1969: A great year for restaurants, movies, jazz, blues, rock
Recently I was cleaning out an old drawer in a spare room, and lining it I found a faded pink, Sunday, July 20, 1969 San Francisco Chronicle Datebook. So I sat right down and started reading about 1969. You remember 1969 – hippies in Golden Gate Park (maybe you were one of them), the year of Woodstock, and the year of the Rolling Stones at Altamont. Willie Mays and Willie McCovey were in the starting lineup for the Giants.
Here’s what was in the old Datebook pink section. There was an antique show in town, so I read about that. Then I read an article about the alcoholic poet and playwright Brendan Behan. One of his plays, The Hostage, was about to open at the Geary Theater. There was a great Behan quote: “… when I was growing up, drunkenness was not regarded as a social disgrace. To get enough to eat was regarded as an achievement. To get drunk was a victory.”
I continued reading: under the listing for restaurants, I found Alfred’s, The Domino Club, El Sombrero, Far East Cafe, Henry’s Fashion Restaurant, Tommy’s Joynt, and Yamato. No Chez Panisse or French Laundry back then. Alfred’s is still going strong. I miss the old Domino Club on Trinity Alley in the Financial District – great steaks, salads with Thousand Island dressing, and a collection of paintings of nubile young ladies.
Movies we saw in those two months of 1969 were: I Am Curious Yellow (a dirty movie then, tame by today’s standards), Goodbye Columbus (an adaptation of the Philip Roth novel), Sam Peckinpah’s The Wild Bunch with William Holden and Ernest Borgnine, Midnight Cowboy with Dustin Hoffman and Jon Voight, and War and Peace. Not bad. I missed War and Peace but saw the others. They were terrific movies.
But it was when I started reading about live entertainment for those two months that I was blown away. Here in no particular order is what I found:
Jefferson Airplane played the Matrix in the Marina, San Francisco’s first folk nightclub. Arthur Fiedler and the Boston Pops played Stern Grove. The San Francisco Mime Troupe was in Golden Gate Park. Country Joe and the Fish, Joe Cocker and the Grease Band, Ten Years After with Alvin Lee, Ike and Tina Turner, Steve Miller’s Blues Band, and Albert King – they were all at Fillmore West during that time.
Want more? How about Jim Morrison and the Doors and Elvin Bishop? They were at the Cow Palace. Or James Brown, Blood Sweat and Tears, Blind Faith with Eric Clapton and Steve Winwood, Woody Herman and his Orchestra, Dionne Warwick, and Hugh Masakela – they all appeared at the Oakland Coliseum.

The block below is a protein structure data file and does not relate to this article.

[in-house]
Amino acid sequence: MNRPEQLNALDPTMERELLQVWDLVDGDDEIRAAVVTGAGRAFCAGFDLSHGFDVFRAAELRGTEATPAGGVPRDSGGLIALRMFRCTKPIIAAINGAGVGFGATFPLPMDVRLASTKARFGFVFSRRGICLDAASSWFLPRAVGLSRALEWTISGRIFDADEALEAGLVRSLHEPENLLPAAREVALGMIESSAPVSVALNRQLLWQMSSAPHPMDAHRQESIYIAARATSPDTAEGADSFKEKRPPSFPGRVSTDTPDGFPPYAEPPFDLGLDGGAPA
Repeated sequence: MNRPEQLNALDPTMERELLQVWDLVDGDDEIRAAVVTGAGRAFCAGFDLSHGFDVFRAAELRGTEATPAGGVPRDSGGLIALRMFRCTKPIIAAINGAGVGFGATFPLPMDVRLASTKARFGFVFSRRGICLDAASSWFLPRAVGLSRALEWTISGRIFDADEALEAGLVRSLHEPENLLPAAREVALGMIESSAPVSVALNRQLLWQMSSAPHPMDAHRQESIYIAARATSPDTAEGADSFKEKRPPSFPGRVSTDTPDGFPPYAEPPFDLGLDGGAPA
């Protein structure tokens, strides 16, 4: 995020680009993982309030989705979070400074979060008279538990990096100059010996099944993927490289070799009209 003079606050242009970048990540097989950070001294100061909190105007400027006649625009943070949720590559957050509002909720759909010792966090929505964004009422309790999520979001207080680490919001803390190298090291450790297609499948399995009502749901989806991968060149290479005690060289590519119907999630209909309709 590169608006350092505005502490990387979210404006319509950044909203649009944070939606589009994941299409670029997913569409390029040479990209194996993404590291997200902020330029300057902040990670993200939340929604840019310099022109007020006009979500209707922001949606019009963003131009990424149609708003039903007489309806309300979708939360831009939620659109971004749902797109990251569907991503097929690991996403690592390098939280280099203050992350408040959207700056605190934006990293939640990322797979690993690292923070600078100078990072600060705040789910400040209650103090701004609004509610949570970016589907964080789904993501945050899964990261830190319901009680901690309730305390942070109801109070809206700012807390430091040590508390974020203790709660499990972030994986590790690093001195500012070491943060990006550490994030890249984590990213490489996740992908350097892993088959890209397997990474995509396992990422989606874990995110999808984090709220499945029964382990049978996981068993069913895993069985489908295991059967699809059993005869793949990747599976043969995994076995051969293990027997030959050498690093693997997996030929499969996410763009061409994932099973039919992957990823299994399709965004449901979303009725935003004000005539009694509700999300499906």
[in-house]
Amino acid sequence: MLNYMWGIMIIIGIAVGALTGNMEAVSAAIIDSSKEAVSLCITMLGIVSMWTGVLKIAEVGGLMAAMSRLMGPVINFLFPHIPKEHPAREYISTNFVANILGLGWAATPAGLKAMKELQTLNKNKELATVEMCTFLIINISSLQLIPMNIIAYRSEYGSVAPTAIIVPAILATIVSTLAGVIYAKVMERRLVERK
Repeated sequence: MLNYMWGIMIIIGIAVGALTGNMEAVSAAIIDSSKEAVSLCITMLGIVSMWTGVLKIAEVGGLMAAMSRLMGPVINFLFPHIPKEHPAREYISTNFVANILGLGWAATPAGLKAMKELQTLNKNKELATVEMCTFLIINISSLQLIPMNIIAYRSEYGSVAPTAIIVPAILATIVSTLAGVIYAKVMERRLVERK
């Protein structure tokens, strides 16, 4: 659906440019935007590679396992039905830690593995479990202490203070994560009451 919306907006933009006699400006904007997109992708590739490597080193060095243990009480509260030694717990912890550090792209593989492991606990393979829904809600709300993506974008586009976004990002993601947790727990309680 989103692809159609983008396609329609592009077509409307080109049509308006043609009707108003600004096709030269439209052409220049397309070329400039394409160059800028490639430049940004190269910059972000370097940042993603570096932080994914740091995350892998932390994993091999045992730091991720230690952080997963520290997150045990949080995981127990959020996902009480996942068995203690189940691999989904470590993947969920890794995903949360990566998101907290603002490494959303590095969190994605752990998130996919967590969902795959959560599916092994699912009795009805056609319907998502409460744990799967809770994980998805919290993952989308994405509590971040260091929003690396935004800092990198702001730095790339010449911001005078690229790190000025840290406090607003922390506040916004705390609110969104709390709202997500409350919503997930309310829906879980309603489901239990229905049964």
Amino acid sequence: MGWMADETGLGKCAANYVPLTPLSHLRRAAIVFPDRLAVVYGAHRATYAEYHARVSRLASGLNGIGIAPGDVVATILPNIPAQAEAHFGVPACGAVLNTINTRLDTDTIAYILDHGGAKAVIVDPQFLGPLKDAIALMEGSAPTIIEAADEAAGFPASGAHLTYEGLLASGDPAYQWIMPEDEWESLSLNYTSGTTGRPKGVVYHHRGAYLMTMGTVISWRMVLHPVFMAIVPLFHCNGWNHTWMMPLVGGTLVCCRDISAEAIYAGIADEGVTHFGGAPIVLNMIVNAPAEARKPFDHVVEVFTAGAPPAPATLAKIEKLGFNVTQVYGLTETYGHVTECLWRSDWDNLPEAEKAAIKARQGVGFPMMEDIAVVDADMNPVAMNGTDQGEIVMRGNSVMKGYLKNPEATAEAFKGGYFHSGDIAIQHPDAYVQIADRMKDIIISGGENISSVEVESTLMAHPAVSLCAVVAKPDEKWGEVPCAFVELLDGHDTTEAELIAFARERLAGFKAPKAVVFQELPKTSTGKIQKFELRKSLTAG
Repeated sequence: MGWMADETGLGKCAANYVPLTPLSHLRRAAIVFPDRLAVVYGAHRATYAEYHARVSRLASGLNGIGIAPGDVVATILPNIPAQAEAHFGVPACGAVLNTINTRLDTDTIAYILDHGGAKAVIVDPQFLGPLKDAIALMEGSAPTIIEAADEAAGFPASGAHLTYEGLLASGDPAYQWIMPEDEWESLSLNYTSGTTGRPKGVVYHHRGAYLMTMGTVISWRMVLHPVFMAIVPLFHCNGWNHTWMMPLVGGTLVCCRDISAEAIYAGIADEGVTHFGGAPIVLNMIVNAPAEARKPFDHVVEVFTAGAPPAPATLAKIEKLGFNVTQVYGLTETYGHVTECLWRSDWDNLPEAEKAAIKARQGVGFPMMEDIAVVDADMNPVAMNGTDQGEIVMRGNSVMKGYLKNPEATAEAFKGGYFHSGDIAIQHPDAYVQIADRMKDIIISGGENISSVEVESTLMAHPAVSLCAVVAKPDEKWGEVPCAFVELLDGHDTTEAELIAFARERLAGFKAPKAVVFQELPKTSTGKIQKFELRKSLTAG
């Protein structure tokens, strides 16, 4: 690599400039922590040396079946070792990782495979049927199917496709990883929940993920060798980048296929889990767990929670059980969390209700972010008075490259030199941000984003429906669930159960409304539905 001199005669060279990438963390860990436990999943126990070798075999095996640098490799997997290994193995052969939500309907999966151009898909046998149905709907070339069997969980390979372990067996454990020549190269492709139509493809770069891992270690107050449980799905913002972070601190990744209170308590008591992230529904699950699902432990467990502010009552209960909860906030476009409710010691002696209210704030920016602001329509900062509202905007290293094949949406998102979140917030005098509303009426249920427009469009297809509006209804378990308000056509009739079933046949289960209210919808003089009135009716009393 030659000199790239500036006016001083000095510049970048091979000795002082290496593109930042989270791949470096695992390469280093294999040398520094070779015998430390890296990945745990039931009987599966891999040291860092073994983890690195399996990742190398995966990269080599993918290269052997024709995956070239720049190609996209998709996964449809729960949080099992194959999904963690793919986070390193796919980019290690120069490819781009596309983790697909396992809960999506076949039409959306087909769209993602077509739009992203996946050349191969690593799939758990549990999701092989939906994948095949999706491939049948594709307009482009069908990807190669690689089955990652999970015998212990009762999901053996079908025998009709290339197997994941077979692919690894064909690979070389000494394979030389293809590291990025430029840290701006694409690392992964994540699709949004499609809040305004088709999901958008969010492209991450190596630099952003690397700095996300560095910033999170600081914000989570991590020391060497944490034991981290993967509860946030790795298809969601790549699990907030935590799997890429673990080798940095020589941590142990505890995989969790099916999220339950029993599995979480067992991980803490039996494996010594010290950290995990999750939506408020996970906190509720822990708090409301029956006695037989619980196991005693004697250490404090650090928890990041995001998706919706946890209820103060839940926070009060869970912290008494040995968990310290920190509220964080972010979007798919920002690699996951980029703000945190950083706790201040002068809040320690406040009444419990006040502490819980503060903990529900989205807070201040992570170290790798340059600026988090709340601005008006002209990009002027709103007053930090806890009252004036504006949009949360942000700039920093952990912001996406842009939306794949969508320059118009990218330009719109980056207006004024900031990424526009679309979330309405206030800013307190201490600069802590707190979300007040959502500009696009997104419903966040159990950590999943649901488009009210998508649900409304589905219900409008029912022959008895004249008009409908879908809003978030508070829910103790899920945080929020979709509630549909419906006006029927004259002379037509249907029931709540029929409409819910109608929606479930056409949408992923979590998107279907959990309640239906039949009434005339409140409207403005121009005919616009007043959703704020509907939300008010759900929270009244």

Down at the Circle Star Theater there was Ray Charles, Frankie Laine and the King Sisters. Over at the Concord Summer Festival, artists were Erroll Garner, the Vince Guaraldi Trio, George Duke’s Trio, the Cal Tjader Quintet, Bola Sete Trio, the Willie Bobo Sextet, Don Ellis, Carmen McRae, and the Buddy Rich Big Band. Mose Allison was at the Jazz Workshop. Tony Bennett was at Mr. D’s with drummer Louie Bellson.
Are you impressed yet? Let me keep going with this.
Lou Rawls was at the Fairmont and Eartha Kitt at Bimbo’s 365 Club. The Preservation Hall Jazz Band was down at Stanford. Comedians Allen Sherman and George Gobel were at the Civic Auditorium and Bimbo’s. Stan Kenton and his Orchestra were at Basin Street West. Oscar Brown Jr. played the On Broadway. The Committee was in its converted North Beach church. And if you still couldn’t find anything to do, the musical Hair was playing at the Geary Theater.
Yes, I know, there is ample live entertainment in the Bay Area these days with top bands to dance to and a lot of nightclubs. We’ve come a long way, baby – nightclubs are no longer smoky; however, I do miss the long-gone Jazz Workshop and the Blackhawk, smoke and all.
Nevertheless, I thought it might be instructional to check out a sampling of live entertainment in the Bay Area in July and August of 2010. So, just to compare, I checked out the Chronicle’s Datebook for Sunday, July 18, 2010 and other listings of miscellaneous events.
The first item that struck my eye was Nathan’s Hot Dog Eating Contest in July. Well, I suppose that counts as live entertainment. There was also the Second Annual Food, Wine and Spirits Festival in August. Dreamgirls opened at the Curran Theatre, and summer opera and the symphony were going strong.
Without doubt, the biggest gun for the period was Sir Paul McCartney at AT&T Park. We also found Pearl Jam, the Dave Matthews Band and Black Eyed Peas at the Outside Lands Festival. SFJazz Summerfest featured Lavay Smith and her Red Hot Skillet Lickers and the Brass Menazeri.
As I said, this is not a complete list of July and August live entertainment. The Chronicle’sSFGate site is almost impossible to navigate and besides, I am restricted somewhat by space here.
But without denigrating July and August 2010 – was there ever a period like those two months in 1969? I don’t think so.
Ernest Beyl loves to pore over old newspapers and magazines. He has a closet-full of popular publications dating back to World War I. E-mail: Ernest@northsidesf.com